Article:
Changshu KE. Epidermal growth factor receptor: a key manipulator in molecular pathways of malignant glioma. Oncol Transl Med, 2016, 2: 99-103.
Epidermal growth factor receptor: a key manipulator in molecular pathways of malignant glioma
Received:January 25, 2016  Revised:May 20, 2016
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KeyWord:epidermal growth factor receptor (EGFR); molecular pathways; malignant glioma
Author NameAffiliationE-mail
Changshu KE Dept. of Pathology, Tongji Hospital, Tongji Medical College, Huazhong University of Science and Technology, Wuhan 430030, China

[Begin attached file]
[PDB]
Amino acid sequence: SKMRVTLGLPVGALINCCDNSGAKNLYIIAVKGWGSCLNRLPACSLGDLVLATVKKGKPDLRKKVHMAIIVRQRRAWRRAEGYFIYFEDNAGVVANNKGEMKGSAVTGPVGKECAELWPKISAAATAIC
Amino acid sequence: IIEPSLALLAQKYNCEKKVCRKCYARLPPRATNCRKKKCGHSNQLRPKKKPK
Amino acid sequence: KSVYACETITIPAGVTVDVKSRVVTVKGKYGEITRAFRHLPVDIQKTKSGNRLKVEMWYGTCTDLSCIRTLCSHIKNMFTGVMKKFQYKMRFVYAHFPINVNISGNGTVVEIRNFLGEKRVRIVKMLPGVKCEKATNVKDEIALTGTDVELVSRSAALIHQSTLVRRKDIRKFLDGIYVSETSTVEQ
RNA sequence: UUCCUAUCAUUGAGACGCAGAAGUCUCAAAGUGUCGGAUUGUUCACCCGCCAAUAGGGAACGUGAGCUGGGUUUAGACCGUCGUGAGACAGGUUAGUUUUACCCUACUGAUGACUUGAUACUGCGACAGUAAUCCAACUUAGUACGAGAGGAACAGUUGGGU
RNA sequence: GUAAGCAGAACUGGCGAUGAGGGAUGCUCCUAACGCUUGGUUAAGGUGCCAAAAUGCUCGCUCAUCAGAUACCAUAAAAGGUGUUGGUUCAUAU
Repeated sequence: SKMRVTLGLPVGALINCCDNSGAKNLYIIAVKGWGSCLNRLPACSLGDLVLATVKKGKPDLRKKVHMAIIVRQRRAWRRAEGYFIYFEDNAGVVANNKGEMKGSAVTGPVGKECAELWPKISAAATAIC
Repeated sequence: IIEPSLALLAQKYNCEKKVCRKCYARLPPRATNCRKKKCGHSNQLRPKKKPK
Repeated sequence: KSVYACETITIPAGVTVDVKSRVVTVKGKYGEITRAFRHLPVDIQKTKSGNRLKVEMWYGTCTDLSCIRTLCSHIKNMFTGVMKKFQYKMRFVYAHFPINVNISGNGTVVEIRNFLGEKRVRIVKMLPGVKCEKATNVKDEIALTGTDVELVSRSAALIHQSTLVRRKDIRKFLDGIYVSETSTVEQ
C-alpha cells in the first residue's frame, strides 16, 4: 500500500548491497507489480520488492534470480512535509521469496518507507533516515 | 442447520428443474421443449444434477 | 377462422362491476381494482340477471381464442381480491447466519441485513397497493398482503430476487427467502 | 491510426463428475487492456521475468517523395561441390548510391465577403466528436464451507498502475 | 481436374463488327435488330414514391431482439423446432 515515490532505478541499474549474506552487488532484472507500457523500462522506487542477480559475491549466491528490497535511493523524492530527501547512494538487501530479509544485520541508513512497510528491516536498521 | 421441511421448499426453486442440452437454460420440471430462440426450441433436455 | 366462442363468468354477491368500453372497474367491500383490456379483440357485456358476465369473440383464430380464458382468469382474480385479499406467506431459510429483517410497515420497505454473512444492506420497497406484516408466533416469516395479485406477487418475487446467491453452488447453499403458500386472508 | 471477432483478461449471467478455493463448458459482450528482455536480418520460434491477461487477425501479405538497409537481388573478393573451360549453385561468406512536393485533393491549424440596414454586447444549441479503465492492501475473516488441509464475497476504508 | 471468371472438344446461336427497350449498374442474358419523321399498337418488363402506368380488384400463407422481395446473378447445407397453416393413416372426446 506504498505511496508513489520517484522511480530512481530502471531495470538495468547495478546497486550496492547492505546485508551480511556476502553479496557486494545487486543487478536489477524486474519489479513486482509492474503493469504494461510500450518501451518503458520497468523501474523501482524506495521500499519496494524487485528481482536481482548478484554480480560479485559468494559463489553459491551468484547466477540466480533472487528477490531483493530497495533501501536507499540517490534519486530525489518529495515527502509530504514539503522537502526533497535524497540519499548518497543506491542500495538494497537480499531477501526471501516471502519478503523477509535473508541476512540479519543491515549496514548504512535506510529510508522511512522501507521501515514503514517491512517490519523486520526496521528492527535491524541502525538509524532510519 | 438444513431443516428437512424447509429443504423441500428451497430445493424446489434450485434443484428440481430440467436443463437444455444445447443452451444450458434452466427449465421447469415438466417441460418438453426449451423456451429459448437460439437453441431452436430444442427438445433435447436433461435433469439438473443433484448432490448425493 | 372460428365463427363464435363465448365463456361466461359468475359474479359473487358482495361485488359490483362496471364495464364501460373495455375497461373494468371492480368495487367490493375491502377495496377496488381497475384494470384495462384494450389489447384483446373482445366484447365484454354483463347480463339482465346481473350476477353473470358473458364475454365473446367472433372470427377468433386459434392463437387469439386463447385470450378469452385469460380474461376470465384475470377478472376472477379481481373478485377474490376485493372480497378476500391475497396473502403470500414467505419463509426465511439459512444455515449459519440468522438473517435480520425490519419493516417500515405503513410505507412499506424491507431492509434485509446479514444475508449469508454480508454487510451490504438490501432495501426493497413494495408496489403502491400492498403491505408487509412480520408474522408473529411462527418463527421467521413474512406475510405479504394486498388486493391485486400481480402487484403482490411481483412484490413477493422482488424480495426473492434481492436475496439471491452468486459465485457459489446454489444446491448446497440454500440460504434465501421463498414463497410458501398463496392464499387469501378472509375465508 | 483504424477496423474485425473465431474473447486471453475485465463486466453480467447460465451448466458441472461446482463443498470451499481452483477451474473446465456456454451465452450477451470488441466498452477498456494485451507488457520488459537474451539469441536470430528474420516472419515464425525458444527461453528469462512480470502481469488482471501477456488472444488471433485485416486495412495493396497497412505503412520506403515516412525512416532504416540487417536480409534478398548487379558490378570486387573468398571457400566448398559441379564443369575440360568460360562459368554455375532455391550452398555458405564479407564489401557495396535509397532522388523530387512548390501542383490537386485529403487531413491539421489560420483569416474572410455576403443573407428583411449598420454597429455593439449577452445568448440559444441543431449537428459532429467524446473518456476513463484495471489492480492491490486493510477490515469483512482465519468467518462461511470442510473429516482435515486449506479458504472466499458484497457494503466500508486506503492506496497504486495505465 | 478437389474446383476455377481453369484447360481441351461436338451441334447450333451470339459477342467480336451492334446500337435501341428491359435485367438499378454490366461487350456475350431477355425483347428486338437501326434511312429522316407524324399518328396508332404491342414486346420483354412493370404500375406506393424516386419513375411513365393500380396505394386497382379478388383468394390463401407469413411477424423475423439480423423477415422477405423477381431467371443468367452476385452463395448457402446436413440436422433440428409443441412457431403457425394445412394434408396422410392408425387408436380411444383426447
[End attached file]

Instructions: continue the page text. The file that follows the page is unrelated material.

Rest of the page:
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      The epidermal growth factor receptor (EGFR) is a member of the ErbB/EGFR family, including EGFR/Her1, ErbB2/Her2, ErbB-3/Her3, and ErbB-4/Her4. EGFR exerts its effects through the receptor tyrosine kinase phosphorylation and activation of important downstream signaling pathways in normal and neoplastic cells, mainly the Ras GTPase/MAP kinase (MAPK), STAT3, and phosphatidylinositide 3 kinase-AKT pathways. EGFR deregulation is common in malignant glioma, especially primary glioblastoma, and exists in three forms: gene overexpression (amplification), autocrine effects of EGFR activation, and activating receptor mutation (EGFRvIII). However, some EGFR abnormalities have also been found in low-grade gliomas, including the nuclear localization of EGFR, expression in the microfoci of anaplastic transformation, and association with neovascularization in the mesenchyma of the glioma, which suggests that some unknown EGFR-related mechanisms are possibly responsible for its central role in the initiation and progression of malignant glioma. Uncovering these mechanisms will have potential value in the development of radiotherapy, chemotherapy, and EGFR-targeted therapy for glioma.